a telecommuting program
can positively impact
your bottom line.
5-second commute: Gas prices are newest incentive to work from home
By Peter Healy
Maria Venneri of North Stamford filled the tank of her Jeep Wrangler for $70 last week.
The good news is her gasoline bill is 50 percent lower now that she works from home one or two days a week.
"By the end of the day, the work gets done," said Venneri, who has worked for the mailing systems and postage meter company for 15 years. "There is no reason more people can't do it with the technology we have now."
Venneri said she now buys gas every 10 or 11 days, rather than weekly.
The seemingly short 6-mile trip from her house near the Merritt Parkway to Pitney Bowes' headquarters overlooking Stamford Harbor takes more than a half-hour because of stoplights, traffic jams, construction and school buses, she said.
Telecommuting saves Venneri time, money and fuel. A "soft phone," which sends telephone calls to a headset at her laptop computer, allows her to work as a vendor analyst in the Pitney Bowes benefits relations department from either location.
More workers in Connecticut and lower Fairfield County have started telecommuting or working four-day weeks to save time and gasoline.
A 2007 survey by Telecommute Connecticut reveals an 86 percent increase in telecommuting statewide over the past five years.
Telecommute Connecticut, an agency of the state Department of Transportation, is helping more than 200 companies to enable employees to work from home one or more days each week by setting up phone, computer, software, printer and fax systems.
"In the next few months, we are going to see more individuals and companies looking to start a telecommuting program," said Jean Taylor Stimolo, program manager for Telecommute Connecticut. "You can do almost anything from anywhere because of technology. Ten years ago, that wasn't the case." Stimolo expects telecommuting to become even more popular amid the current explosion in gasoline prices.
But while telecommuting is becoming increasingly popular as workers try to reduce commuting expenses, millions of Americans must continue to battle traffic and pay high fuel costs on a five-day basis, said Chuck Wilsker, president and chief executive officer of the Telework Coalition.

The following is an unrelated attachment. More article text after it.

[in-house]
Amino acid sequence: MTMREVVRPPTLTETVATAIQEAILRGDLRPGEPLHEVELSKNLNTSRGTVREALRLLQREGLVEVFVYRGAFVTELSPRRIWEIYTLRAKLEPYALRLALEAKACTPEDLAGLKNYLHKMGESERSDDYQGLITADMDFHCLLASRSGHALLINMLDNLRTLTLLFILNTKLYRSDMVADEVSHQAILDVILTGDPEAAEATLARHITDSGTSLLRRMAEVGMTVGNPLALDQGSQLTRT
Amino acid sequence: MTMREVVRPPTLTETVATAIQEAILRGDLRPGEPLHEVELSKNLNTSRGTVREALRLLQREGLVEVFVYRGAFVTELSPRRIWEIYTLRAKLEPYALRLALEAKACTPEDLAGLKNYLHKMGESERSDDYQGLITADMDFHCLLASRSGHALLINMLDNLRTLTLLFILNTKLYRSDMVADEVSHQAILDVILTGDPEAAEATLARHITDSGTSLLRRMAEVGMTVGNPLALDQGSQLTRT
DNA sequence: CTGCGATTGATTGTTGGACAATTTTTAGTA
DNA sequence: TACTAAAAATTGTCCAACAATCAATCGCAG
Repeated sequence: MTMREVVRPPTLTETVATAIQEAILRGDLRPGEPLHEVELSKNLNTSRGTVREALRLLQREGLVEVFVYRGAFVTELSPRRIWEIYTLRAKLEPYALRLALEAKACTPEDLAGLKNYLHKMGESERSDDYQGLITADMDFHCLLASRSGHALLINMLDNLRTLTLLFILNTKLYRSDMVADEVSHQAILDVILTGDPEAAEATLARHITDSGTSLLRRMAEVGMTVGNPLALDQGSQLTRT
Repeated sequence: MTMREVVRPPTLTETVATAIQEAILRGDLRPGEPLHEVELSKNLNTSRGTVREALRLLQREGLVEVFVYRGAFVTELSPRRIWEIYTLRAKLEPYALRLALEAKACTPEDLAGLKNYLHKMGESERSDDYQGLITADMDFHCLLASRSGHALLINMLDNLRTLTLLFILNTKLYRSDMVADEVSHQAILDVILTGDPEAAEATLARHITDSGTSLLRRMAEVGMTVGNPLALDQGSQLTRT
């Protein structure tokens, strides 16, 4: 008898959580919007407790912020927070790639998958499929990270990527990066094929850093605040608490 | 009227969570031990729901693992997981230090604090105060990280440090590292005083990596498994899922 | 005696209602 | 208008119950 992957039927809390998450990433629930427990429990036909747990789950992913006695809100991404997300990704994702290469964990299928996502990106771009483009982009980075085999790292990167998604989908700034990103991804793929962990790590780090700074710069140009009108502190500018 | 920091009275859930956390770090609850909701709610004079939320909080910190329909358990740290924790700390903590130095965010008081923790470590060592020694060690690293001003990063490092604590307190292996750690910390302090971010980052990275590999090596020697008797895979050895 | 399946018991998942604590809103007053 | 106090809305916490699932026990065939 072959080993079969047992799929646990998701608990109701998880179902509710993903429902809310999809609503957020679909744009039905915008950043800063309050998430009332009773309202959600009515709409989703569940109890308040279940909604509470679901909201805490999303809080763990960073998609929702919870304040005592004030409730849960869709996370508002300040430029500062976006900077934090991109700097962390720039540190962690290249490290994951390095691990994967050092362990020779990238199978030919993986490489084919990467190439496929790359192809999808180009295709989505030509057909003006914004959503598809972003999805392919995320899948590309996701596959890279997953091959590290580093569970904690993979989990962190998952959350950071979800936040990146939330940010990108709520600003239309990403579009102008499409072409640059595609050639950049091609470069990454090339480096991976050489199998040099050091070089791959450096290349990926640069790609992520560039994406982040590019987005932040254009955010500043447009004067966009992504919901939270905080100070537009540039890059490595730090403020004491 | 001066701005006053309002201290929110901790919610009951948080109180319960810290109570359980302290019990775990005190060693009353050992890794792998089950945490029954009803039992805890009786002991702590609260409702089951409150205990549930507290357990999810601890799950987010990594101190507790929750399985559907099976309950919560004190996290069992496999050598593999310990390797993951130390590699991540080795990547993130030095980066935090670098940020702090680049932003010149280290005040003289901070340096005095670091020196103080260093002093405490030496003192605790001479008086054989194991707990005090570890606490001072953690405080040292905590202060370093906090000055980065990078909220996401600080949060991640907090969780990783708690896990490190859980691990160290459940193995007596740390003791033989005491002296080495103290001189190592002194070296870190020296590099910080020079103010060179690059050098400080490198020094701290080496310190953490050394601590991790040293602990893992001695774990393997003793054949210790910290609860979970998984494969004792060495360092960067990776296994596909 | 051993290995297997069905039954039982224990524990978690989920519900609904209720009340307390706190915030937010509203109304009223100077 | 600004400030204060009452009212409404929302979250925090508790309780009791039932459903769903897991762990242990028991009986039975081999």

The organization counts 20 large U.S. corporations and 75,000 of their employees as members.
"It ain't for everybody. There are things when you have to be there," Wilsker said. "It's for knowledge-based people who spend their days on the computer and the phone. I think companies have to accept telecommuting."
Time and costs can help persuade some Monday-through-Friday motorists to drive less.
The American Automobile Association estimates the average cost per mile to drive a vehicle this year is 54.1 cents nationwide.
Using that figure, Telecommute Connecticut said a commuter who drives 60 miles a day, five days a week, pays about $7,790.40 in commuting costs annually. That worker would save more than $1,500 a year, or 20 percent, through telecommuting one day a week. The savings climbs to more than $3,000 a year, or 40 percent, for a twice-a-week telecommute.
The compressed, or four-day, work week, is another money-saver.
Ed Houghton of Shelton, Pitney Bowes' director of work force effectiveness, started working four days a week in December. He previously drove 70 miles a day to and from the Stamford headquarters, but now works at a Pitney Bowes office in Shelton.
Houghton, 56, who has worked at the company for almost 37 years, said he visits his grandchildren or does home improvement projects on his extra day off. He said he eats lunch at his desk during his 10- to 11-hour days to save time.
His shorter commute and shorter work week mean more quality time, he said.
"I used to spend nearly 12 to 15 hours in the car that was completely unproductive," Houghton said. "It was great for listening to audio books, but ineffective for the company."
Alix Rizzolo, vice president of planning, operations and customer service for Pitney Bowes, said seven out of 70 employees in her department work a four-day week. "More people want to do it as they come back to work on Monday with more gasoline horror stories," she said.
Hospitals in lower Fairfield County have used three- and four-day weeks with longer shifts for the past several years to recruit and retain nurses, with fuel saving as an unintended effect.
Stamford Hospital spokesman Scott Orstad said it has extended the shorter week to respiratory therapy workers as well, to help recruit scarce talent.
But David Lewis, president of Operations Inc., a human resources consulting firm in Stamford, said the four-day week and telecommuting are not panaceas because of productivity concerns. He said fatigue can occur during a longer shift, and it might be hard to monitor employees working at home.
"It's great to save energy, but you have to look at the productivity of your employees," Lewis said. "Putting two extra hours into each day are not going to be nearly as productive as working the last day of the week. What do you do when all of your customers are calling at 3 o'clock on a Friday afternoon?"